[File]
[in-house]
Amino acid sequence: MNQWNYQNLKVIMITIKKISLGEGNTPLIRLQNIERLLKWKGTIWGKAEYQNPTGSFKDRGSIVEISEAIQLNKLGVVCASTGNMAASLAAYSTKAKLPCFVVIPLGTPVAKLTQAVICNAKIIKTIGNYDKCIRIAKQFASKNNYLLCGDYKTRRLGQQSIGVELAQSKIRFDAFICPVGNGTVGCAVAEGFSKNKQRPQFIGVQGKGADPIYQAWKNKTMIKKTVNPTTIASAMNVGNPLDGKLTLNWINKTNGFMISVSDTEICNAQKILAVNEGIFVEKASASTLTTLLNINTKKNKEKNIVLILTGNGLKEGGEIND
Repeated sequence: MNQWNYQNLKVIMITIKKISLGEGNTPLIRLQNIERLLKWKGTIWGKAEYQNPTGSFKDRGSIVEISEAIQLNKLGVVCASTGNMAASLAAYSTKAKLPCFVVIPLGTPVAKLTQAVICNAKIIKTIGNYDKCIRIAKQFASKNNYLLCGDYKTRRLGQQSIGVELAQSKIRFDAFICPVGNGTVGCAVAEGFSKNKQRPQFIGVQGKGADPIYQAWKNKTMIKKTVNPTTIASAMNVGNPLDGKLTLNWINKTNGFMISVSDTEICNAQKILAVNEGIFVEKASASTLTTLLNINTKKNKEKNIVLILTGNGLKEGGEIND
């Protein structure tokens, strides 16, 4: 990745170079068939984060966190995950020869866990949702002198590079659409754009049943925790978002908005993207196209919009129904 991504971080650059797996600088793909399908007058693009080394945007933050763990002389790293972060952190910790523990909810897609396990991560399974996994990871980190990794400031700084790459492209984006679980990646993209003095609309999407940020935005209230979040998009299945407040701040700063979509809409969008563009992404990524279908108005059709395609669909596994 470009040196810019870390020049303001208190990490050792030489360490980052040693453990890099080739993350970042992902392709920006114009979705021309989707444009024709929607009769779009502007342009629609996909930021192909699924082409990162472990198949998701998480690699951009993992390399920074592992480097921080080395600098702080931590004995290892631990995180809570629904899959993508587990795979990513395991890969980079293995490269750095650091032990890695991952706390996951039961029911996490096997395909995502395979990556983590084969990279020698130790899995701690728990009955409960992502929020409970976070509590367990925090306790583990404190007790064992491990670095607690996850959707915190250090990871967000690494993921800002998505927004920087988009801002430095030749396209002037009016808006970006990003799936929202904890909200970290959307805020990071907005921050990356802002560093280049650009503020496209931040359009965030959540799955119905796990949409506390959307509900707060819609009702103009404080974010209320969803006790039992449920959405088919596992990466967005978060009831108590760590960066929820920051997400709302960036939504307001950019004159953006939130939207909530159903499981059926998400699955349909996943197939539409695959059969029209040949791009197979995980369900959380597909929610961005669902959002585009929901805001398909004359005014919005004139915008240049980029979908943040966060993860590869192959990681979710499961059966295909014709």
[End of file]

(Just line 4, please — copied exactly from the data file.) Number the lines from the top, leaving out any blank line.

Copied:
């Protein structure tokens, strides 16, 4: 990745170079068939984060966190995950020869866990949702002198590079659409754009049943925790978002908005993207196209919009129904 991504971080650059797996600088793909399908007058693009080394945007933050763990002389790293972060952190910790523990909810897609396990991560399974996994990871980190990794400031700084790459492209984006679980990646993209003095609309999407940020935005209230979040998009299945407040701040700063979509809409969008563009992404990524279908108005059709395609669909596994 470009040196810019870390020049303001208190990490050792030489360490980052040693453990890099080739993350970042992902392709920006114009979705021309989707444009024709929607009769779009502007342009629609996909930021192909699924082409990162472990198949998701998480690699951009993992390399920074592992480097921080080395600098702080931590004995290892631990995180809570629904899959993508587990795979990513395991890969980079293995490269750095650091032990890695991952706390996951039961029911996490096997395909995502395979990556983590084969990279020698130790899995701690728990009955409960992502929020409970976070509590367990925090306790583990404190007790064992491990670095607690996850959707915190250090990871967000690494993921800002998505927004920087988009801002430095030749396209002037009016808006970006990003799936929202904890909200970290959307805020990071907005921050990356802002560093280049650009503020496209931040359009965030959540799955119905796990949409506390959307509900707060819609009702103009404080974010209320969803006790039992449920959405088919596992990466967005978060009831108590760590960066929820920051997400709302960036939504307001950019004159953006939130939207909530159903499981059926998400699955349909996943197939539409695959059969029209040949791009197979995980369900959380597909929610961005669902959002585009929901805001398909004359005014919005004139915008240049980029979908943040966060993860590869192959990681979710499961059966295909014709």